Cherokee Nation Tribal Council Speaker Tina Glory Jordan looks on as Jim Owle, Eastern Band of Cherokee Indians Tribal Council chairman, reads during the Tri-Council meeting on July 13 in Cherokee, N.C. SCOTT MCKIE B.P./CHEROKEE ONE FEATHER
Cherokee tribes come together at Tri-Council
United Keetoowah Band Tribal Councilor Clifford Wofford listens during the Tri-Council meeting on July 13 in Cherokee, N.C. Behind are UKB Tribal Councilors Peggy Girty, left, and Betty Holcomb. SCOTT MCKIE B.P./CHEROKEE ONE FEATHER
BY SCOTT MCKIE B.P.
Cherokee One Feather
CHEROKEE, N.C. – History was made at the Chief Joyce Dugan Cultural Arts Center on July 13 as the Cherokee Nation, Eastern Band of Cherokee Indians and United Keetoowah Band Tribal Councils gathered for an official meeting for the first time.
“Completing the Circle of Fire” was the theme for the historic Tri-Council meeting.
“The removal in 1838 separated our people,” EBCI citizen Shawn Crowe, who served as emcee for the event, said. “Today is a historic event as all three now come together. It means a lot to see our people come together as one. We are not three separate entities anymore. We are now one.”
CN Principal Chief Bill John Baker, EBCI Principal Chief Michell Hicks and UKB Principal Chief George Wickliffe each addressed the crowd.
“At this Tri-Council, I know that our ancestors are looking down with great pride and great pleasure,” Baker said. “It’s important to join together as one and talk about all the things that mean the most to our people.”
“Our elders have always said we will come together again one of these days and the time has come, so let’s make it count,” Wickliffe said.
While Hicks added, “The fire is within us…I know we’re not always going to agree on everything, but there is a time to set things aside.”
However, the event was still a business meeting and the Tri-Council passed several resolutions. Lawmakers from the three tribes reauthorized the tribal amendments in the federal Violence Against Women Act and authorized the incorporation of Cherokee syllabary into the U.S. Library of Congress Romanization Tables.
Cherokee is the first Native American language to be entered for preservation and given computer access for public research. Dozens of documents on the history and language of Sequoyah’s 85-character syllabary, invented around 1821, are to be entered into the tables.
“Even though Sequoyah is not here, he is probably considered the most famous Cherokee that ever lived,” CN Tribal Councilor Joe Byrd said. “The syllabary remained intact over the Trail of Tears and now it can be preserved into the future.”
The Tri-Council also resolved to work to retain the Cherokee language and traditions, as well as approving a “consortium method” to fight diseases such as diabetes affecting the Cherokee people.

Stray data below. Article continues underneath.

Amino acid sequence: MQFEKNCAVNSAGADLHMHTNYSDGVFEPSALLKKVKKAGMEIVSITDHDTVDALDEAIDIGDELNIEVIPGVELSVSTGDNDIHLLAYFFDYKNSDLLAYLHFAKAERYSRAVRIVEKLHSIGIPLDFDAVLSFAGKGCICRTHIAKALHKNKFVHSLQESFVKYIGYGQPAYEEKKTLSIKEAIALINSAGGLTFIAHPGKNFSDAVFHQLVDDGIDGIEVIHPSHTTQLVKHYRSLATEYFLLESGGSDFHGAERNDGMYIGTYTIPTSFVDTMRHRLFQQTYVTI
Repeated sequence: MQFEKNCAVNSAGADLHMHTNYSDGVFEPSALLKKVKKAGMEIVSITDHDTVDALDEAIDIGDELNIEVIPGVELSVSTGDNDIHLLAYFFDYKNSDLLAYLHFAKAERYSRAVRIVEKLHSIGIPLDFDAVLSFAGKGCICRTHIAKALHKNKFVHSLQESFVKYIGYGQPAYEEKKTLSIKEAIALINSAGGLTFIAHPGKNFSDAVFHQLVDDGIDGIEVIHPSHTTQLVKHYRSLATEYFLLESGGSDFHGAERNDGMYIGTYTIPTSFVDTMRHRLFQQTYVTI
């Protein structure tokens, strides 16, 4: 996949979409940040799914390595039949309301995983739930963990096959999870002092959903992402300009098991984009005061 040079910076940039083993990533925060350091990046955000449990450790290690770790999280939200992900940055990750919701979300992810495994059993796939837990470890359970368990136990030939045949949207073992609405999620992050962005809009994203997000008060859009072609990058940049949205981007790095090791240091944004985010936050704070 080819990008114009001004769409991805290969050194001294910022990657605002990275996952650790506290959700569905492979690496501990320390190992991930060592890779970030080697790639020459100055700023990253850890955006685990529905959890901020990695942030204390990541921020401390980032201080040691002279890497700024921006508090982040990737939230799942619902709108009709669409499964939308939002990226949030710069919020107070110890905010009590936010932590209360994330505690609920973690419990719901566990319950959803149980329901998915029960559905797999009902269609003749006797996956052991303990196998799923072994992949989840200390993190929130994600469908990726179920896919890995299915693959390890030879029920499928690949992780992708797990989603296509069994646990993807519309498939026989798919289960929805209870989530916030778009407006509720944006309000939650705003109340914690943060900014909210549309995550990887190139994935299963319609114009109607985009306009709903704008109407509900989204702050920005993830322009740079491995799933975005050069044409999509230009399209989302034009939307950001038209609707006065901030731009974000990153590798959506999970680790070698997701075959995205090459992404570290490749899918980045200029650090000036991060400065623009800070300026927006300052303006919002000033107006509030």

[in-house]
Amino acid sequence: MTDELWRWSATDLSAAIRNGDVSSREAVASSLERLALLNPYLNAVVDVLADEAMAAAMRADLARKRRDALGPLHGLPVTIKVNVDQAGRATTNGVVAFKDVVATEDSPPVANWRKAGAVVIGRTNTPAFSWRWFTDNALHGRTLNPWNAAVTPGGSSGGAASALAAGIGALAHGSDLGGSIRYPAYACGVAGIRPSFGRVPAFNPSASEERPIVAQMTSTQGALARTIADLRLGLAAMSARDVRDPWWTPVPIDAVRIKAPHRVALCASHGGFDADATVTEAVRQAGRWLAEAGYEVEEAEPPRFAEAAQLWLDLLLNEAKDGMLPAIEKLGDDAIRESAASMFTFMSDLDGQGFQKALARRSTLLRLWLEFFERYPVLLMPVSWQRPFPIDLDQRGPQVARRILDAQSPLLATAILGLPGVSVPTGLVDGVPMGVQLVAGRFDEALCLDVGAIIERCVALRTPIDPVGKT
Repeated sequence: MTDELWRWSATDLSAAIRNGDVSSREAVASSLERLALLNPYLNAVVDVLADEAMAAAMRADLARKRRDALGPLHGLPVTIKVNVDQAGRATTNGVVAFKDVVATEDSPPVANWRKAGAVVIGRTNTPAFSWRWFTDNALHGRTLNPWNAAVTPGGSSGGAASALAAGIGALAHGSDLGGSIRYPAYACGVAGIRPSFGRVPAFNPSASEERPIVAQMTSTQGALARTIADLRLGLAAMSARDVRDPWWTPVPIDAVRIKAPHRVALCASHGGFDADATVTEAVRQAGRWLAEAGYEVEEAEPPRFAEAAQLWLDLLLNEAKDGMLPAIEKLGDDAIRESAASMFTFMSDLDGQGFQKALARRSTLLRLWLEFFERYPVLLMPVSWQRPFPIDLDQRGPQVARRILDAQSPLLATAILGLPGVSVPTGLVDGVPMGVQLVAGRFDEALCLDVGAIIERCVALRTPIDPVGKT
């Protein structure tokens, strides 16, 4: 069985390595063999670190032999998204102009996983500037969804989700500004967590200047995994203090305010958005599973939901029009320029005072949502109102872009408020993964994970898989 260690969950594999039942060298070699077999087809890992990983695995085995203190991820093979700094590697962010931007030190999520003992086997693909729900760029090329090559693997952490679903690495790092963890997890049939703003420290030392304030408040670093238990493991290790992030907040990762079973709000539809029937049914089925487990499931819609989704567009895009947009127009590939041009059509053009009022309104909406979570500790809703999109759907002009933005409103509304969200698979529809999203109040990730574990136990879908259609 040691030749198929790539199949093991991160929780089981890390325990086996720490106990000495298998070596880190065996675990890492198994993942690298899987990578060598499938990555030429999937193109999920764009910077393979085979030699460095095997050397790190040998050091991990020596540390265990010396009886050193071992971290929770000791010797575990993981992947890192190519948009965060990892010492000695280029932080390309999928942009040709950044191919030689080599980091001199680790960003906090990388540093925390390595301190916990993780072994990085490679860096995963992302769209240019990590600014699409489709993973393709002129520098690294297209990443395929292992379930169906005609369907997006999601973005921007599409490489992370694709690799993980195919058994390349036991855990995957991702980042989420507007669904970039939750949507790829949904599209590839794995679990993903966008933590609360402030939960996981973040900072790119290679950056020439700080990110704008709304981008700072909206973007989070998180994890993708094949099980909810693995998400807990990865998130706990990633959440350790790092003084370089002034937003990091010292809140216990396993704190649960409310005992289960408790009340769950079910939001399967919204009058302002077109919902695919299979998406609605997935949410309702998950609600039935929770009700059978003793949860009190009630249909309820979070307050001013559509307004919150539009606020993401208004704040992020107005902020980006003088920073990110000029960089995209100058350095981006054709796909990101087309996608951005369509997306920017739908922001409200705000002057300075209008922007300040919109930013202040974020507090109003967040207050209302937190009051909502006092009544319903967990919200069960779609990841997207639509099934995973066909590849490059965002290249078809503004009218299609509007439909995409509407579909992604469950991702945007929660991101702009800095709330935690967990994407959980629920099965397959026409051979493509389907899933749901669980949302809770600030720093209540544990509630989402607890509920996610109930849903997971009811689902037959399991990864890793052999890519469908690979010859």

Several other issues were discussed, including intellectual property rights of Cherokee people. The councilors approved seeking a trademark with the U.S. Patent and Trademark Office for the raising of ancient plants and for natural Cherokee medicine that has been part of the Cherokee tradition for hundreds of years. It would create a legal means to prevent non-Cherokees from misusing or falsely selling such products and would create a standard.
The 25 councilors also decided to hold a Tri-Council meeting each year with the hosting duties rotating yearly. CN officials agreed to host the 2013 meeting, while the UKB will host in 2014. The meeting will return to North Carolina in 2015.
Together, the three Cherokee governments represent more than 330,000 citizens.
– CN Communications contributed to this report
CATOOSA, Okla. – On Oct. 22, the Beatles tribute band, The Fab Four, will perform at The Joint inside Hard Rock Hotel & Casino Tulsa.
The Fab Four’s stage performances include three costume changes representing every era of the Beatles ever-changing career, from the moptop early days in London to the shaggy-haired final public performance on the Apple headquarters’ rooftop.
Formed in 1997, this loving tribute to the Beatles has amazed audiences in countries around the world, including Japan, Australia, France, Hong Kong, the United Kingdom, Germany, Mexico and Brazil.
In 2013, The Fab Four received an Emmy for their PBS special “The Fab Four: The Ultimate Tribute.”
For more information about the tribute band, visit <a href="http://www.thefabfour.com" target="_blank">www.thefabfour.com</a>.
Tickets go on sale Oct. 1 and start at $40. For more information, call The Joint box office at 918-384-ROCK or visit <a href="http://www.hardrockcasinotulsa.com" target="_blank">www.hardrockcasinotulsa.com</a>.
PHOENIX – Native American activist and Cherokee Nation citizen Jess Sixkiller was slain in a home invasion on Sept. 25. He was 78.
Reports state his wife locked herself in a room and called 911 around 3:15 a.m. after she heard noises inside the home she shared with her husband. When the police arrived they removed her from the home and re-entered the home to perform a sweep and discovered the body of Sixkiller, who had been shot to death.